Manufacturing engineers can find the use of videos extremely helpful, if used correctly. Sharing videos of employees will help pinpoint where processes are going wrong, and what can be improved. If used incorrectly, though, they can cause issues with unreliable data, union-related hassles, and low morale.
Here’s how to get the benefits but not the drawbacks:
1. Choose a Goal
There are many ways that videos can improve production. These include:
- Decreasing wasted time at various points in the process, especially during setup.
- Analyzing the team as a whole. If your process is not performing as expected, you may want to look at the overall coordination of the team. A video can help you notice where there is wasted time or waiting. You can also break down the amount of time spent walking, lifting, and at workstations.
- Analyzing a single workstation. If you have identified the process step that is slowing everyone down, you can use video to examine the hand movements at the station to see where efficiencies can be made.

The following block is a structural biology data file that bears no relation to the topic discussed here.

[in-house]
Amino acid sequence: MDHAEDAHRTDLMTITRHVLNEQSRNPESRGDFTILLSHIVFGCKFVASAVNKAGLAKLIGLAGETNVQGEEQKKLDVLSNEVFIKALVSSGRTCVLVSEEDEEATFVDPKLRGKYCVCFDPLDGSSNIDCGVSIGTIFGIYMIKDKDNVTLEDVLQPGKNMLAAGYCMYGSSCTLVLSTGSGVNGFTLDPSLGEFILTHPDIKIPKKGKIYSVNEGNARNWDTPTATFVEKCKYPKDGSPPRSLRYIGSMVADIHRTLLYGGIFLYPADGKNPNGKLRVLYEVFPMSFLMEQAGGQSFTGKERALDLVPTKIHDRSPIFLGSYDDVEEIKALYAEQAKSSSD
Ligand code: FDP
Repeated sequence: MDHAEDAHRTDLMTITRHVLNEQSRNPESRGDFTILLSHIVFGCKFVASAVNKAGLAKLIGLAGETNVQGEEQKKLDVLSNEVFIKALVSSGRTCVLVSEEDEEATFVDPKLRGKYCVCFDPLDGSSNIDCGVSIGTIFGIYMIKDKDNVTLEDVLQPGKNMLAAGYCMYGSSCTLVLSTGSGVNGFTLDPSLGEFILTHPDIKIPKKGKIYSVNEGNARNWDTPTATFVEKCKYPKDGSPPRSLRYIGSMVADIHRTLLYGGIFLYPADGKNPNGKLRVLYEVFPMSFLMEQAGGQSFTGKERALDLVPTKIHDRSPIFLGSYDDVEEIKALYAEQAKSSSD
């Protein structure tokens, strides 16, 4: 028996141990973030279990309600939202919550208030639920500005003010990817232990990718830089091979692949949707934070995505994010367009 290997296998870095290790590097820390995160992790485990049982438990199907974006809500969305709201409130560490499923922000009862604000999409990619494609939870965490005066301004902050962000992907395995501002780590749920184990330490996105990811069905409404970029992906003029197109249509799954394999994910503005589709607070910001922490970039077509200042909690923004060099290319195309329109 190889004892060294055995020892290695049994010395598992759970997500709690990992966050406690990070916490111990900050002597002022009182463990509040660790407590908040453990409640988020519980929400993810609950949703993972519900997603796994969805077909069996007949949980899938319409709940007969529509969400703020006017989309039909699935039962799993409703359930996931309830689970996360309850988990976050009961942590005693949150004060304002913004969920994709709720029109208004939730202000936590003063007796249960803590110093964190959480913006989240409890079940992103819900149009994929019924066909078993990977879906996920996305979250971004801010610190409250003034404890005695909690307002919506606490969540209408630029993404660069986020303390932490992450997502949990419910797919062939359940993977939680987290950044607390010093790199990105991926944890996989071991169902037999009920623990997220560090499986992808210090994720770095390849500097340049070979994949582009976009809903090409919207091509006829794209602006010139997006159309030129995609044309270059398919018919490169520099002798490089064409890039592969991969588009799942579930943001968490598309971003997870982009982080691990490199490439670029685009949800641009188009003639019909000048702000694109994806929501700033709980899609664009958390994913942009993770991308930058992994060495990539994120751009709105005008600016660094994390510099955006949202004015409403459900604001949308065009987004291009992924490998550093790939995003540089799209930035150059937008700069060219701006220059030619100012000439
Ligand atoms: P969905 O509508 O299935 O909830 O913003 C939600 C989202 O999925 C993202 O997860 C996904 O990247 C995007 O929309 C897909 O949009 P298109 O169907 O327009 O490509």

2. Communicate Effectively and Respectfully
Most people don’t want to be videotaped. They also may have anxiety that their personal performance will be judged. Unions can also get involved, as they are concerned that the video will be used to justify layoffs or uncompensated speed-up.
This is a particular problem because it interferes with collecting data. People who are nervous might try to alter the process to make themselves look better. This will not only affect productivity, but also skew any conclusions that might come out of the video.
Reassure workers by:
- Outlining your exact goals
- Explaining how the video will be used for process improvements, not personnel changes
- Sticking to the promise not to use the video in layoffs
- Getting the consent of everyone involved
The object is to convince employees that they are not the objects of the video, but participants in it. Be sure to run it by a direct supervisor first. The supervisor has more contact with the employees than you, and will likely be better at predicting how video recordings will go over.
3. Handling Privacy Concerns
After a video has been made, it becomes a sensitive document. Create a clear policy about how the video recording will be handled. It should never go beyond the shop. Be sure that everyone involved in the video understands exactly who will see it.
Index video files on a secure external hard drive. Be sure to properly wipe the hard drive when the videos are no longer necessary.